As my favorite bloggers have already started to write their first posts for 2013, I feel extra inspired by great words of wisdom from equally great educators. This being the case, I think it is also time for me to write a post to welcome the New Year. Although I previously planned to post a reflection as a review of 2012 or about my resolutions for 2013, one post titled LEARN to “SPEAK” İngilizce…in 15 hours (maybe even 2)! http://allthingslearning.wordpress.com/2012/12/28/learn-to-speak-ingilizce-in-15-hours/ Tony Gurr has changed my mind, and this post has come into existence. I must say I first wrote it as a response in the comment box of Tony Gurr, but due to a problem with WordPress, it was not posted to his blog.
Long story short, below is an account of how I studied for English as a teenager, and I am proud to share it with you all as a teacher of English.
I started to learn English when I was 14 years old. Actually, the reason why I chose to study at the high school where I was enrolled was just to be able to learn English, which means I was intrinsically motivated to do that. With motivation came along more desire to see the learning process like a play of Legos. As I understood what was taught, I grew more interested and did more to perfect what I learnt.
First of all, I took the assignments very seriously. I even did extra work than was asked by teachers. I never saw homework as a burden.
Secondly, I was mad about speaking and writing. I always tried to write stuff in English and got my teachers to check them for me. For speaking, I had myself mostly. I mean I had to speak with the walls practicing the conversations studied at school and creating new ones. I also spoke with my mother who listened to me patiently and encouraged me more to speak although she didn’t understand much of English. All that really helped me to get fluent and I made it better getting jobs in holiday towns where thousands of tourists from the UK spent their summer holiday. When I went to university, I only had to study for vocational practices and some detailed stuff about linguistics.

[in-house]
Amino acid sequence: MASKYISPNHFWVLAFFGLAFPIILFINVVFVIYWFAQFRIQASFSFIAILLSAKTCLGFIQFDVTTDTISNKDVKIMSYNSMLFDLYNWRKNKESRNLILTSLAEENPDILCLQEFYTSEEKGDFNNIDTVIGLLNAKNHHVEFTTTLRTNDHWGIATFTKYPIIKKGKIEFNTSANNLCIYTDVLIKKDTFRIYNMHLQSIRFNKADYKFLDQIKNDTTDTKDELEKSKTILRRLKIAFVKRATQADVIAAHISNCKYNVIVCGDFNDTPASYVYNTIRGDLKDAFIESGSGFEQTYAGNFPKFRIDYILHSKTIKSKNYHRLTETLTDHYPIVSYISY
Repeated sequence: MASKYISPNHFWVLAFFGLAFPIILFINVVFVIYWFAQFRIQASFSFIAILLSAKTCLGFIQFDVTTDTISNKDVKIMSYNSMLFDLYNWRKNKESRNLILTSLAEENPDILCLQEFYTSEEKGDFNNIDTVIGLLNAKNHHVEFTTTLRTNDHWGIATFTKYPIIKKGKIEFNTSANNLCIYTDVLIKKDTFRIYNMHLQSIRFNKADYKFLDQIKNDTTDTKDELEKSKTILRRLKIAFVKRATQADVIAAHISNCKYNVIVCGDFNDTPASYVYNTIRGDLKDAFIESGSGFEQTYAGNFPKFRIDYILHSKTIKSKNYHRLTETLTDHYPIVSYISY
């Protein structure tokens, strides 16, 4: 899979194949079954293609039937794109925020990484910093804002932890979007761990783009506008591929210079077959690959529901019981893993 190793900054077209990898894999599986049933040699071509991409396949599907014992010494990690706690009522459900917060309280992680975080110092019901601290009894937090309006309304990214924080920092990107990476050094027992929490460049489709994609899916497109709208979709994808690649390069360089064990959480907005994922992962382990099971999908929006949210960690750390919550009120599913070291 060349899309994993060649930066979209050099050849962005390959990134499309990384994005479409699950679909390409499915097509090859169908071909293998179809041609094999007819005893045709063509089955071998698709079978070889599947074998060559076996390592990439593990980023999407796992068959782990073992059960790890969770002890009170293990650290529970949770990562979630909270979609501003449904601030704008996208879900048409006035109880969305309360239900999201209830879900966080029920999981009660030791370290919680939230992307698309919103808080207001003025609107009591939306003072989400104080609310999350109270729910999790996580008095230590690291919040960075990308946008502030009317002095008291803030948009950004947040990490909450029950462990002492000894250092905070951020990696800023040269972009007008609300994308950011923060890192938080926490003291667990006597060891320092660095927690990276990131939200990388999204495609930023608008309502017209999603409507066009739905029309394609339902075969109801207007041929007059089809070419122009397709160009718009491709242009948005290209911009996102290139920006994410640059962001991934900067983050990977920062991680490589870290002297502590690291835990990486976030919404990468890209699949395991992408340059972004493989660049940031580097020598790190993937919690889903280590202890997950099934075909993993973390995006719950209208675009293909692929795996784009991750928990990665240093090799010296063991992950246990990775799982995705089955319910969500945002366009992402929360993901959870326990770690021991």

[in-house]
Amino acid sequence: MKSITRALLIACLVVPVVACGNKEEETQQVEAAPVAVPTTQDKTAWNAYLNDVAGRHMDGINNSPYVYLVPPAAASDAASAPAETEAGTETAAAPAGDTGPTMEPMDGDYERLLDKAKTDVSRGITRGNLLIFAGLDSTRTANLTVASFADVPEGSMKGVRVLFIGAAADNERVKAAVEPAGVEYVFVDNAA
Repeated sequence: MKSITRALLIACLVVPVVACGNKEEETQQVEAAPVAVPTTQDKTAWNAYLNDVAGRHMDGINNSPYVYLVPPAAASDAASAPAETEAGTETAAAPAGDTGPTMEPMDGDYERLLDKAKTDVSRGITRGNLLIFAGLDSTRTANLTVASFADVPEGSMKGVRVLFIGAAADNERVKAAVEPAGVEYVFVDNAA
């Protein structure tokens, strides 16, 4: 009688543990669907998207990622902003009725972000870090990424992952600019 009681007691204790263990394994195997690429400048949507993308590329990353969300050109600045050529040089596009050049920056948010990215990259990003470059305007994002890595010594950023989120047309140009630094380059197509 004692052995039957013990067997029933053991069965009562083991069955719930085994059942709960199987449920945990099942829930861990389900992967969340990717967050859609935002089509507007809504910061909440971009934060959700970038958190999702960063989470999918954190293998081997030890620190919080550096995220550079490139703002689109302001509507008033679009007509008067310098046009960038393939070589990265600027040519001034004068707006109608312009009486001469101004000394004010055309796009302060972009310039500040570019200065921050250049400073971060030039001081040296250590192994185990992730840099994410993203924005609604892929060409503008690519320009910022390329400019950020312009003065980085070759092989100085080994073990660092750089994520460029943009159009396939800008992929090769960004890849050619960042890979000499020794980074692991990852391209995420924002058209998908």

Thirdly, I always had my vocabulary lists and I looked through them frequently to ensure I still remembered everything. I added new words to the list whenever I read English magazines or newspapers. I was doing that even at high school, and it certainly was a bonus for the progress I made in speaking and writing. I remember I read my first real novel (The Island of the Day Before, Umberto Eco) in English in 3 months because there was simply a lot to learn from that, but the second one from the same author took me 2 months, and the next took only 20 days to read. As I read, I improved more, and at a point I saw that I didn’t need to use a dictionary to understand novels, which showed that my knowledge had increased substantially.
Moreover, I watched movies in English with subtitles in Turkish and English. When there were no movies subtitled in English, I tried to match what was said by the actors with the way it was translated into Turkish. It was a work of comparison and contrast and doubtlessly required a lot of dictionary use. I can’t forget that one movie subtitled in Turkish took me 3-4 hours to watch. But it all worked very well for me. After going through such hard work for 5-6 movies, I could understand any movie without subtitles.
All in all, I really wanted to learn English and did all that I could on my part, which really paid off. Then I transferred those strategies into process of learning Spanish, and now I am fluent in Spanish as well. Everyone should admit that nothing comes easy, but it is in their hands to make it either enjoyable or disturbing. Personal experience reveals that I can do it when I really work for it, so I am planning to the same for French which is to be my third foreign language.